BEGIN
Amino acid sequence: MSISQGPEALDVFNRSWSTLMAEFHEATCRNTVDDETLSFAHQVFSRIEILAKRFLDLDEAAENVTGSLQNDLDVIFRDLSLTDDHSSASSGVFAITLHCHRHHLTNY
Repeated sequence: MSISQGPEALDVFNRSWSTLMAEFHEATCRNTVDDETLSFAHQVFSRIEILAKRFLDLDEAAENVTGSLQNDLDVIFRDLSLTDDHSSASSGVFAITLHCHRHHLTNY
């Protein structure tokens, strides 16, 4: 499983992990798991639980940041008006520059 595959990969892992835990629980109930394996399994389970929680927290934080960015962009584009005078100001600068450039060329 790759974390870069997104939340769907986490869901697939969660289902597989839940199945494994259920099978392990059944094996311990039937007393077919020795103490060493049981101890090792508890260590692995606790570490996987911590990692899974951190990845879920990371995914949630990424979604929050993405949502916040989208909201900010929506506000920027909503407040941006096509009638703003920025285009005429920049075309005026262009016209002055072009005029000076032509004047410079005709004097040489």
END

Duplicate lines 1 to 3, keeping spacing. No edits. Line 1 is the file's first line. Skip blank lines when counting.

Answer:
Amino acid sequence: MSISQGPEALDVFNRSWSTLMAEFHEATCRNTVDDETLSFAHQVFSRIEILAKRFLDLDEAAENVTGSLQNDLDVIFRDLSLTDDHSSASSGVFAITLHCHRHHLTNY
Repeated sequence: MSISQGPEALDVFNRSWSTLMAEFHEATCRNTVDDETLSFAHQVFSRIEILAKRFLDLDEAAENVTGSLQNDLDVIFRDLSLTDDHSSASSGVFAITLHCHRHHLTNY
């Protein structure tokens, strides 16, 4: 499983992990798991639980940041008006520059 595959990969892992835990629980109930394996399994389970929680927290934080960015962009584009005078100001600068450039060329 790759974390870069997104939340769907986490869901697939969660289902597989839940199945494994259920099978392990059944094996311990039937007393077919020795103490060493049981101890090792508890260590692995606790570490996987911590990692899974951190990845879920990371995914949630990424979604929050993405949502916040989208909201900010929506506000920027909503407040941006096509009638703003920025285009005429920049075309005026262009016209002055072009005029000076032509004047410079005709004097040489």